Hi! I’m a geomorphologist interested in the landscape-scale outcomes of particle-scale sediment transport processes. I’m a postdoc in the Fluid and Sediment Dynamics Lab at Virginia Tech.
All life on Earth exists near the interface between its solid surface and a thin layer of flowing fluids. Sediment transport processes mediate the evolution of this interface, giving rise to dynamic landscapes that shape society and stratigraphic architectures that record Earth’s history. The aim of my research is to promote effective stewardship of our physical environment by enhancing our understanding of fluid-driven sediment transport systems. I am interested in processes that span a wide range of scales, from the motion of individual sediment particles to the continent-scale organization of river systems driven by climate, tectonics, and lithology. My work is focused on unifying descriptions of transport and morphology using insight gained from laboratory experiments, field work, mathematical models, and statistical analysis. I am motivated by issues related to (a) responsible management and engineering, and (b) quantitative interpretation of surface processes and environmental conditions from landform morphology and sedimentary strata.
I am particularly interested in the following topics:
Sediment transport mechanics: Fluid flowing over a granular bed exerts a shear force that can mobilize sediment particles. Each particle motion causes a small decrease in bed elevation at its origin and a small increase in bed elevation at its terminus. Over geologic timescales, these small changes in bed elevation erode mountains and fill sedimentary basins. They are also responsible for the evolution of landforms like dunes, rivers, and deltas. Developing simplified models for grain-scale transport processes is an important first step towards understanding the morphological outcomes of sediment erosion and deposition at larger scales.
Self-organized landforms: Feedbacks between flow, sediment transport, and topography often produce striking patterns like ripples, dunes, and braided or meandering river channels. I design targeted experiments and field campaigns to understand how these emergent, self-organized landforms shape Earth’s surface and sedimentary record.
Large-scale organization of transport systems: In the broadest sense, climate, tectonics, and lithology provide the boundary conditions for sediment transport and geomorphology. However, Earth’s surface is dominated by self-organized landforms. As a result, feedbacks between flow, sediment transport, and topography are as important as the large-scale boundary conditions in determining topography and preserved stratigraphic architecture. My research investigates how the mechanics of sediment transport and self-organized landform evolution influence continent-scale patterns of mass transfer and geomorphic change.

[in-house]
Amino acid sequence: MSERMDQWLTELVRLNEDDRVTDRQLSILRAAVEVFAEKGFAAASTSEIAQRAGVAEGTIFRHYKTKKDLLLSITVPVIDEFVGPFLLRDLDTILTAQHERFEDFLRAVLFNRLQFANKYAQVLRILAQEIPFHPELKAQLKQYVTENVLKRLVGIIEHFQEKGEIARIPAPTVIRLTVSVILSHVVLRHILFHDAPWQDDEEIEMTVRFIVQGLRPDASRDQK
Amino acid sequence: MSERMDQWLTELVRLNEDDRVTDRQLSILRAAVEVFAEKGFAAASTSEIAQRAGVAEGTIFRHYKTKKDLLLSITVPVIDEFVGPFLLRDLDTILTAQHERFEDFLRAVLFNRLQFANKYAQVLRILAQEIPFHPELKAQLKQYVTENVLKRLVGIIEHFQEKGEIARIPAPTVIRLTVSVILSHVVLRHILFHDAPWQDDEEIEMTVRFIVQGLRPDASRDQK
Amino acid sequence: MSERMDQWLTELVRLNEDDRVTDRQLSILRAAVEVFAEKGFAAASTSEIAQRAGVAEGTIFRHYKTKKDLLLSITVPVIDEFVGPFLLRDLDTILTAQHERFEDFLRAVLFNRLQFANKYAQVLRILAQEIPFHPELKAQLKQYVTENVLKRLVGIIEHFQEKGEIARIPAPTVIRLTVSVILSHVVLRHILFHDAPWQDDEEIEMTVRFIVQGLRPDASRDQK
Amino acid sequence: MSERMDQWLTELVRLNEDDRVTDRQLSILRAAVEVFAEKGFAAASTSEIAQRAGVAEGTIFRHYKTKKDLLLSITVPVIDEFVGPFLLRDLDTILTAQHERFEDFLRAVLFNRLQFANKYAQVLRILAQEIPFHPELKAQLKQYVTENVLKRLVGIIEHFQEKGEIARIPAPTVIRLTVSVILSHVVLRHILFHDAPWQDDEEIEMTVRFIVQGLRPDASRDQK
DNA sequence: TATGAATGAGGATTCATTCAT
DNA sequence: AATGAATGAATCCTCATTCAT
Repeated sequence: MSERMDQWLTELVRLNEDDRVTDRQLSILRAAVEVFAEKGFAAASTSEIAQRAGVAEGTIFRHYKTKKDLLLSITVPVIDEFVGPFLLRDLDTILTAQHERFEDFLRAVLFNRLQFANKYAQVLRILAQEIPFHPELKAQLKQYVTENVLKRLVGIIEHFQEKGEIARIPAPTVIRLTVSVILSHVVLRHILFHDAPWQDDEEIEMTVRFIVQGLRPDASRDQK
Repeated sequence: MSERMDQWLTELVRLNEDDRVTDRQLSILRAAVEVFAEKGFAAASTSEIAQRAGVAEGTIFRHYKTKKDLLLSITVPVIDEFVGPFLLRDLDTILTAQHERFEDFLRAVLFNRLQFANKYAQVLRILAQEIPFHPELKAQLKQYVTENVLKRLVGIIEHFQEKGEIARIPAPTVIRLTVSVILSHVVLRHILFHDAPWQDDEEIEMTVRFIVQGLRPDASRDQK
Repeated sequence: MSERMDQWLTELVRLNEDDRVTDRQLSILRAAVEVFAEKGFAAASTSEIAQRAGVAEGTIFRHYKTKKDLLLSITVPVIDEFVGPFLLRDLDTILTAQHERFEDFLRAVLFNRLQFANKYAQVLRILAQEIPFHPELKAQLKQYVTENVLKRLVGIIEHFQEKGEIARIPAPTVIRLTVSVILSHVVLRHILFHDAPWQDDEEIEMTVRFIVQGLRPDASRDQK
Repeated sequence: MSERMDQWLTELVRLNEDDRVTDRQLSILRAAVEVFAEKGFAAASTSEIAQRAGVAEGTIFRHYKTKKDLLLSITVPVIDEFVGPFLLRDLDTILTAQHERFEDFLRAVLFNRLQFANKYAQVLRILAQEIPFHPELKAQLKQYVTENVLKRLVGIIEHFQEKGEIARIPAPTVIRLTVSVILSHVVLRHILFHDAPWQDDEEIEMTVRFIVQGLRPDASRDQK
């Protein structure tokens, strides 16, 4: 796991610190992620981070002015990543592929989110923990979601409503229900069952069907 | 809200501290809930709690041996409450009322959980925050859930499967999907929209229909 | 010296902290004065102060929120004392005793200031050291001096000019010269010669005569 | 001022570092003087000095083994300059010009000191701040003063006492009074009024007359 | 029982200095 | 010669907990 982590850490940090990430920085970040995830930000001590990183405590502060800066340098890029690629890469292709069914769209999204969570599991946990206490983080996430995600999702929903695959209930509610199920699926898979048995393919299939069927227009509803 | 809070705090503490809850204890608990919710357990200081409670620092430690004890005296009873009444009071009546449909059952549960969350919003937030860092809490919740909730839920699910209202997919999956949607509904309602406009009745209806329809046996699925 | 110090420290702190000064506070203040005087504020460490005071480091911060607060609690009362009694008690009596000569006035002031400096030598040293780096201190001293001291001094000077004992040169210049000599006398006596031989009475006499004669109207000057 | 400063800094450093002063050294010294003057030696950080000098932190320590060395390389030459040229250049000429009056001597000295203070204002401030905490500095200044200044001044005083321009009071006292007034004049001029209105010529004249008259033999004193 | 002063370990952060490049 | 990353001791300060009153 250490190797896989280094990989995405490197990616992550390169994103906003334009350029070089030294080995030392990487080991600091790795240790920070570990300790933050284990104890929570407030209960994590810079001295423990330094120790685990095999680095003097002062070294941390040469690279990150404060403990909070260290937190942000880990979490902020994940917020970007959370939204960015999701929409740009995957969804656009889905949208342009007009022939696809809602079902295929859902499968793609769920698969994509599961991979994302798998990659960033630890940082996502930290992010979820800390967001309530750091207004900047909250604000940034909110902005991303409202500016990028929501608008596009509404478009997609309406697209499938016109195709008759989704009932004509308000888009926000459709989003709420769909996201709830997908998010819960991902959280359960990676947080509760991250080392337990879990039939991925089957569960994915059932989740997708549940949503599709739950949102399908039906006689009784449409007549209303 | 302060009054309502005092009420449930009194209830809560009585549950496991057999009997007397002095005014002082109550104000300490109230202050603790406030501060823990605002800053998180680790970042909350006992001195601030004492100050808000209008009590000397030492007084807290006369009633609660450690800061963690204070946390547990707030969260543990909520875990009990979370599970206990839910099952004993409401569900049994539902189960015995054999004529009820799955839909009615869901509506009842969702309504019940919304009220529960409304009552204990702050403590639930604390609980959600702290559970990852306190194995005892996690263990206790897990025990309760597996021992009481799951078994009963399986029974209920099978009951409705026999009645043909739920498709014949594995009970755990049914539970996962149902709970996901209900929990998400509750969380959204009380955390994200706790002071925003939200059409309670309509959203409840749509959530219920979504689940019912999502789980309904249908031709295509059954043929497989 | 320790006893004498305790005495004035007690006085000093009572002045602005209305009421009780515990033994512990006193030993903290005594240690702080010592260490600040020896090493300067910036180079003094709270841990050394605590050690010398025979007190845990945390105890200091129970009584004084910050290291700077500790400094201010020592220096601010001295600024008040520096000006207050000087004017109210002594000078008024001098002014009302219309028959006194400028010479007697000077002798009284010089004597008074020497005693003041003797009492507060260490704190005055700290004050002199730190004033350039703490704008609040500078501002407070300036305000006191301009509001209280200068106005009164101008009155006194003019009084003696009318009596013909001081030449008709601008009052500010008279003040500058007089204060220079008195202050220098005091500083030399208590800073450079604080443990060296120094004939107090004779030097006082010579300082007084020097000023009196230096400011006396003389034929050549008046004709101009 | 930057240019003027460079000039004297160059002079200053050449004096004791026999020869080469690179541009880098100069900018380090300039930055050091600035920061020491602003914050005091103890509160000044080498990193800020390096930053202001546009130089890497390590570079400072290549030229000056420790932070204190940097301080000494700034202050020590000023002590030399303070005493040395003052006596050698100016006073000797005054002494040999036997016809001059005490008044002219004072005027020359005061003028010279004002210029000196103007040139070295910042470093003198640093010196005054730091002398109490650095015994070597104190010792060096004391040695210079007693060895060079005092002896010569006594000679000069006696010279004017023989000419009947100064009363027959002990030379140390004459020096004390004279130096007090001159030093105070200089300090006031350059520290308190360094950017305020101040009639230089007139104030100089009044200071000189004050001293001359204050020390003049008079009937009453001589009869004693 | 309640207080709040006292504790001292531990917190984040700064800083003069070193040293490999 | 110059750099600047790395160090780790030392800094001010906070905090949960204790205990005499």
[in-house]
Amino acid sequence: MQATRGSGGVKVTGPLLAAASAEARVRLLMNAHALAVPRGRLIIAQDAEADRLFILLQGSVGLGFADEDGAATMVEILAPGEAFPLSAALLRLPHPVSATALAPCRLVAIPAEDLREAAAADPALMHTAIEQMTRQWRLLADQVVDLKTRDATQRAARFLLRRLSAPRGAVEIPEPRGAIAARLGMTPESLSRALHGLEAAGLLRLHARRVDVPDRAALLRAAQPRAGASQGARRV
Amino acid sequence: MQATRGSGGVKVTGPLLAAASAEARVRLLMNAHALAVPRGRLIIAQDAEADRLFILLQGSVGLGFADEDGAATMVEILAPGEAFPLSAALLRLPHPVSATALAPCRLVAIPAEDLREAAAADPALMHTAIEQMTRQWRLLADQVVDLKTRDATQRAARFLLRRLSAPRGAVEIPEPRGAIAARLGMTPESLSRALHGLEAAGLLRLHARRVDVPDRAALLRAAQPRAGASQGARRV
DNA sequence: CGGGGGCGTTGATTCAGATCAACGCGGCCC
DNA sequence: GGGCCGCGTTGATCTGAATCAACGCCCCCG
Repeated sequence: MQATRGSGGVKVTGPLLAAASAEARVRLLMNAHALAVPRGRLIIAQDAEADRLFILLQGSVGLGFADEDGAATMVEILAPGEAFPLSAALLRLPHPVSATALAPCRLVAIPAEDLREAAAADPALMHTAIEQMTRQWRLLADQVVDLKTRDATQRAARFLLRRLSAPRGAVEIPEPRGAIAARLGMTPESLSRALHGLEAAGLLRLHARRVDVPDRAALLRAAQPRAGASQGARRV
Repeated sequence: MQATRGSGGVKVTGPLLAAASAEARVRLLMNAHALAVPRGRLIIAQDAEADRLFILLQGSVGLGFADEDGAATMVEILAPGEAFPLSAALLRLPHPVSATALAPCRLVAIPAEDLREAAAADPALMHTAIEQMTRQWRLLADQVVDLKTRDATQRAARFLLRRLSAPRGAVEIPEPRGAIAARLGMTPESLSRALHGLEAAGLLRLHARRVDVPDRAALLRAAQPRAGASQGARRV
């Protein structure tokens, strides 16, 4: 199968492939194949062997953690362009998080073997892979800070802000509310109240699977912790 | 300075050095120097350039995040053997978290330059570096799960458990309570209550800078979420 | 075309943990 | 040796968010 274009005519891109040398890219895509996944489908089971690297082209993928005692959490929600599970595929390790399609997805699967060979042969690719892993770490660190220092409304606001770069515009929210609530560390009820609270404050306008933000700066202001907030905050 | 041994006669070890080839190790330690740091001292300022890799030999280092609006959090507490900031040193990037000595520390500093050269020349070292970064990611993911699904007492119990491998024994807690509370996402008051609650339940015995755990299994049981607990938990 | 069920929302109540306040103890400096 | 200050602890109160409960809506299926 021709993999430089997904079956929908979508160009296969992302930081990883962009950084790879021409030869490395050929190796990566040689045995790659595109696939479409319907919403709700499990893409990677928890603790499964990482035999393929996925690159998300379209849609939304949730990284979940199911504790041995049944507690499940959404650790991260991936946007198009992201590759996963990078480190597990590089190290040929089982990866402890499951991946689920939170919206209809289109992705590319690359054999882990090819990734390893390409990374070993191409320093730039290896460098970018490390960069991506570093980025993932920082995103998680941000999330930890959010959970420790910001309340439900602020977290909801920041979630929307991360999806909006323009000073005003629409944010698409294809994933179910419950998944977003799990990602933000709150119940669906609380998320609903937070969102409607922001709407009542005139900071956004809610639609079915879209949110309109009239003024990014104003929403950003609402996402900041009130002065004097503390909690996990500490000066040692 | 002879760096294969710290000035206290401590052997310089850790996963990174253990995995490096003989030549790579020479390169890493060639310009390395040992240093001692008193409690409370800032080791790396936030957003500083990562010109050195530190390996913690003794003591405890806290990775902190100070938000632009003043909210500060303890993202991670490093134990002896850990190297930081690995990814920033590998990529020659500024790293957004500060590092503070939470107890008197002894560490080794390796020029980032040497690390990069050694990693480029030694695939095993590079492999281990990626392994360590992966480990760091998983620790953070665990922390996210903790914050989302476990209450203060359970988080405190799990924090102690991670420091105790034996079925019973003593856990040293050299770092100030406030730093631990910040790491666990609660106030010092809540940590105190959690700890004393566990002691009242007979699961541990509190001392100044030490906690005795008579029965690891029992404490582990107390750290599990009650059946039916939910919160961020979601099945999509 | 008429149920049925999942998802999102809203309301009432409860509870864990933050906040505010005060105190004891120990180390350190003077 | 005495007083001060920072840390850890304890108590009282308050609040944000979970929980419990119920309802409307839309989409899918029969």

Ashley, T. & Strom, K. (2022) Does the threshold of sediment motion constrain the width of an incising laboratory river? Submitted to Geophysical Research Letters. https://doi.org/10.1002/essoar.10511526.1
Cohen, S., Syvitski, J., Ashley, T., Lammers, R., Fekete, B., & Li, H. (2021) Spatial trends and drivers of bedload and suspended sediment fluxes in global rivers. Water Resources Research. doi.org/10.1029/2021WR031583
Ashley, T., Naqshband, S., & McElroy, B. (2021) Lower-stage plane bed topography is an outcome of rarefied, intermittent sediment transport JGR: Earth Surface https://doi.org/10.1029/2020JF005754 No Access?
Herz-Thysen, R., Miller, Q., Rother, G., Kaszuba, J. , Ashley, T. , & Littrell, K. (2021) Nanoscale interfacial smoothing and dissolution during unconventional reservoir stimulation: Implications for hydrocarbon mobilization and transport. ACS Applied Materials & Interfaces. https://doi.org/10.1021/acsami.0c22524
Ashley, T., Mahon, R., Naqshband, S., Leary, K., & McElroy, B. (2020) Probability distributions of particle hop distance and travel time over equilibrium mobile bedforms. JGR: Earth Surface. http://dx.doi.org/10.1029/2020JF005647. No Access?
Ashley, T., Buscombe, D., Grams, P., Kaplinsky, M., & McElroy, B. (2020) Estimating bedload flux from suspended load and water discharge in sand bed rivers. Water Resources Research. https://doi.org/10.1029/2019WR025883. No Access?
Ashley, T. (2020) Granular Morphodynamics of Fluvial Bedforms. (PhD Dissertation) Download